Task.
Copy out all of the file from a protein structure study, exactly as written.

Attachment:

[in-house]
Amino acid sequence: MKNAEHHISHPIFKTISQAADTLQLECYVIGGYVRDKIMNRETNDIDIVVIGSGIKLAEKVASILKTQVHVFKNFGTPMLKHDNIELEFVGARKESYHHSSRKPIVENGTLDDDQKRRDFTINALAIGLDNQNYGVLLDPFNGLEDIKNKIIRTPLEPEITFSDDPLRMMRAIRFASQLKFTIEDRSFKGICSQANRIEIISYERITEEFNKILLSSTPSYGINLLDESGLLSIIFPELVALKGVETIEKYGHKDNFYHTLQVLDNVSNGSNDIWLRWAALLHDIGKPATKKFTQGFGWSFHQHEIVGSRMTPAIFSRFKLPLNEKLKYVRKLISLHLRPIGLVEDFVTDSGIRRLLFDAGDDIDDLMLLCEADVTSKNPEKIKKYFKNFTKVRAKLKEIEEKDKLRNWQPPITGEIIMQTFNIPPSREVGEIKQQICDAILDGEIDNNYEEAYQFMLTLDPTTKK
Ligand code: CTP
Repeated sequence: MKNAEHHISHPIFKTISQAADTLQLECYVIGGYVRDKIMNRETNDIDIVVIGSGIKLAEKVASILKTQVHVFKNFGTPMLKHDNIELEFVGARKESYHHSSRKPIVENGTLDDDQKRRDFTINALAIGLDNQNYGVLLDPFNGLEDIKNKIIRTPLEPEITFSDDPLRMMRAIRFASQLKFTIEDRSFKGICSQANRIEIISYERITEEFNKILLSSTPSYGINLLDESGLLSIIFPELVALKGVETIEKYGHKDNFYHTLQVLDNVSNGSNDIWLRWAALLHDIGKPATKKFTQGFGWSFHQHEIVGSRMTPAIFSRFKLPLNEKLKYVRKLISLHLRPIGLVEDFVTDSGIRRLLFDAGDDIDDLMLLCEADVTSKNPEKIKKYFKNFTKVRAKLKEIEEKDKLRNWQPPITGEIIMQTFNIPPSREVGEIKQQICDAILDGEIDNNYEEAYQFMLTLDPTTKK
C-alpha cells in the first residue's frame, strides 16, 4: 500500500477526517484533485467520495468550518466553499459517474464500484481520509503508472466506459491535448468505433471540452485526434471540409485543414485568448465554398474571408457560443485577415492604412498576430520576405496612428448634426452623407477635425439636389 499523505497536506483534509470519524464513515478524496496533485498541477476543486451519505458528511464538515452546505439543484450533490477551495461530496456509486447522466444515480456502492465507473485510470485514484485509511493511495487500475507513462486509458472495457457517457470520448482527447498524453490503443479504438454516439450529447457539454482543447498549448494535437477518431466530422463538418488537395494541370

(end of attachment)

[in-house]
Amino acid sequence: MKNAEHHISHPIFKTISQAADTLQLECYVIGGYVRDKIMNRETNDIDIVVIGSGIKLAEKVASILKTQVHVFKNFGTPMLKHDNIELEFVGARKESYHHSSRKPIVENGTLDDDQKRRDFTINALAIGLDNQNYGVLLDPFNGLEDIKNKIIRTPLEPEITFSDDPLRMMRAIRFASQLKFTIEDRSFKGICSQANRIEIISYERITEEFNKILLSSTPSYGINLLDESGLLSIIFPELVALKGVETIEKYGHKDNFYHTLQVLDNVSNGSNDIWLRWAALLHDIGKPATKKFTQGFGWSFHQHEIVGSRMTPAIFSRFKLPLNEKLKYVRKLISLHLRPIGLVEDFVTDSGIRRLLFDAGDDIDDLMLLCEADVTSKNPEKIKKYFKNFTKVRAKLKEIEEKDKLRNWQPPITGEIIMQTFNIPPSREVGEIKQQICDAILDGEIDNNYEEAYQFMLTLDPTTKK
Ligand code: CTP
Repeated sequence: MKNAEHHISHPIFKTISQAADTLQLECYVIGGYVRDKIMNRETNDIDIVVIGSGIKLAEKVASILKTQVHVFKNFGTPMLKHDNIELEFVGARKESYHHSSRKPIVENGTLDDDQKRRDFTINALAIGLDNQNYGVLLDPFNGLEDIKNKIIRTPLEPEITFSDDPLRMMRAIRFASQLKFTIEDRSFKGICSQANRIEIISYERITEEFNKILLSSTPSYGINLLDESGLLSIIFPELVALKGVETIEKYGHKDNFYHTLQVLDNVSNGSNDIWLRWAALLHDIGKPATKKFTQGFGWSFHQHEIVGSRMTPAIFSRFKLPLNEKLKYVRKLISLHLRPIGLVEDFVTDSGIRRLLFDAGDDIDDLMLLCEADVTSKNPEKIKKYFKNFTKVRAKLKEIEEKDKLRNWQPPITGEIIMQTFNIPPSREVGEIKQQICDAILDGEIDNNYEEAYQFMLTLDPTTKK
C-alpha cells in the first residue's frame, strides 16, 4: 500500500477526517484533485467520495468550518466553499459517474464500484481520509503508472466506459491535448468505433471540452485526434471540409485543414485568448465554398474571408457560443485577415492604412498576430520576405496612428448634426452623407477635425439636389 499523505497536506483534509470519524464513515478524496496533485498541477476543486451519505458528511464538515452546505439543484450533490477551495461530496456509486447522466444515480456502492465507473485510470485514484485509511493511495487500475507513462486509458472495457457517457470520448482527447498524453490503443479504438454516439450529447457539454482543447498549448494535437477518431466530422463538418488537395494541370